Comparison of XH2O Retrieved from GOSAT Short-Wavelength Infrared Spectra with Observations from the TCCON Network

Citation data:

Remote Sensing, ISSN: 2072-4292, Vol: 8, Issue: 5, Page: 414

Publication Year:
Usage 37
Downloads 28
Abstract Views 9
Captures 8
Readers 8
Citations 5
Citation Indexes 5
Repository URL:
Eric Dupuy; Isamu Morino; Yukio Yoshida; Osamu Uchino; Tsuneo Matsunaga; Tatsuya Yokota; Nicholas M. Deutscher; David W.T. Griffith; Voltaire A. Velazco; Justus Notholt; Christof Petri; Thorsten Warneke; Brian J. Connor; Martine De Mazière; Frank Hase; Pauli Heikkinen; Rigel Kivi; Patrick W. Hillyard; Laura T. Iraci; James R. Podolske; Shuji Kawakami; David F. Pollard; Vanessa Sherlock; Markus Rettinger; Ralf Sussmann; Coleen M. Roehl; Paul O. Wennberg; Debra Wunch; Geoffrey C. Toon Show More Hide
Earth and Planetary Sciences; Medicine and Health Sciences; Social and Behavioral Sciences
article description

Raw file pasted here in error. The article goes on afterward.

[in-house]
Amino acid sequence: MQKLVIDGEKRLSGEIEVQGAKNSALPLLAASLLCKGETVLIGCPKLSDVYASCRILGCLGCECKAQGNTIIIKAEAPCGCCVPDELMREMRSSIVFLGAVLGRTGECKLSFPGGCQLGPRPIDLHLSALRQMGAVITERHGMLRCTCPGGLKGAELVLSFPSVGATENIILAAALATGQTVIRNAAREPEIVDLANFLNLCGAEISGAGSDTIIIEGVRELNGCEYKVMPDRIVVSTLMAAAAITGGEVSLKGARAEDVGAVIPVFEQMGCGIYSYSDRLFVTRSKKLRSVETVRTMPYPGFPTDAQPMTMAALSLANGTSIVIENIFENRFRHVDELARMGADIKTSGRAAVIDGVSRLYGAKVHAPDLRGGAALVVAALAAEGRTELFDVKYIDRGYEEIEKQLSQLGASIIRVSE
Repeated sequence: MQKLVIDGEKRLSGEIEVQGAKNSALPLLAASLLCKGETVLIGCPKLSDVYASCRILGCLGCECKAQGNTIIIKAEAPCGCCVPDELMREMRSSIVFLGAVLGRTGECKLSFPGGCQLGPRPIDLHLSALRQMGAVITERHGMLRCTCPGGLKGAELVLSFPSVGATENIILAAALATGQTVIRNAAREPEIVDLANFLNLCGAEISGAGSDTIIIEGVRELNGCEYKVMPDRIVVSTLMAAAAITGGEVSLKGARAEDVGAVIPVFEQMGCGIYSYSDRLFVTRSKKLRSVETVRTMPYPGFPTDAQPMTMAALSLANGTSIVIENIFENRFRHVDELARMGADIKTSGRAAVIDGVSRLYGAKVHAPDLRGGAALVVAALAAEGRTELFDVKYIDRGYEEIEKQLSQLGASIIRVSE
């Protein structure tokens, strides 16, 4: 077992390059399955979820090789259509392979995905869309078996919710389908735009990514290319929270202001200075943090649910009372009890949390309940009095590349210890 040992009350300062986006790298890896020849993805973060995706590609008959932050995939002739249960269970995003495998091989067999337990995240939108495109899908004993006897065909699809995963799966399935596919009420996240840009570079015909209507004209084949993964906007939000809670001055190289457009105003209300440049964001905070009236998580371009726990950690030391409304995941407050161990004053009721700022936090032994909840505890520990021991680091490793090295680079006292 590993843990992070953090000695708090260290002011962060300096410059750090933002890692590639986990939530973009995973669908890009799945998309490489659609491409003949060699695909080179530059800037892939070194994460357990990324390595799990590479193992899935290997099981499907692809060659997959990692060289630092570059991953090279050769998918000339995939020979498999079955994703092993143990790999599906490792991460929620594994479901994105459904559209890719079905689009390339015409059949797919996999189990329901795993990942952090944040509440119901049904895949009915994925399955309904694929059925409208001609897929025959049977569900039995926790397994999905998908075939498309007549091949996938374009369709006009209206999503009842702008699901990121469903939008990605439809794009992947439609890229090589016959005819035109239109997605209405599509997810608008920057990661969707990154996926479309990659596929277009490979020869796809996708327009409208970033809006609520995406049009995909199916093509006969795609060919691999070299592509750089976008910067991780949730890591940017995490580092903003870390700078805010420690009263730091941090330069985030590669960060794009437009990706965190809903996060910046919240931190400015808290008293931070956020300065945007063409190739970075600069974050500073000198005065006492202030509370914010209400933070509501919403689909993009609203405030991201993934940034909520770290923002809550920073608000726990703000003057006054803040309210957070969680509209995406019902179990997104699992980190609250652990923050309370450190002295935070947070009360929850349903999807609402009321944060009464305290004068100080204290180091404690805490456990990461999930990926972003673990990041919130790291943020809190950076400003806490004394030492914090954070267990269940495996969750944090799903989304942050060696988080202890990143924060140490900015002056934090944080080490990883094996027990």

Understanding the atmospheric distribution of water (HO) is crucial for global warming studies and climate change mitigation. In this context, reliable satellite data are extremely valuable for their global and continuous coverage, once their quality has been assessed. Short-wavelength infrared spectra are acquired by the Thermal And Near-infrared Sensor for carbon Observation-Fourier Transform Spectrometer (TANSO-FTS) aboard the Greenhouse gases Observing Satellite (GOSAT). From these, column-averaged dry-air mole fractions of carbon dioxide, methane and water vapor (XHO) have been retrieved at the National Institute for Environmental Studies (NIES, Japan) and are available as a Level 2 research product. We compare the NIES XHO data, Version 02.21, with retrievals from the ground-based Total Carbon Column Observing Network (TCCON, Version GGG2014). The datasets are in good overall agreement, with GOSAT data showing a slight global low bias of -3.1%±24.0%, good consistency over different locations (station bias of -1.53%±10.35%) and reasonable correlation with TCCON (R = 0.89). We identified two potential sources of discrepancy between the NIES and TCCON retrievals over land. While the TCCON XHO amounts can reach 6000-7000ppm when the atmospheric water content is high, the correlated NIES values do not exceed 5500 ppm. This could be due to a dry bias of TANSO-FTS in situations of high humidity and aerosol content. We also determined that the GOSAT-TCCON differences directly depend on the altitude difference between the TANSO-FTS footprint and the TCCON site. Further analysis will account for these biases, but the NIES V02.21 XHO product, after public release, can already be useful for water cycle studies.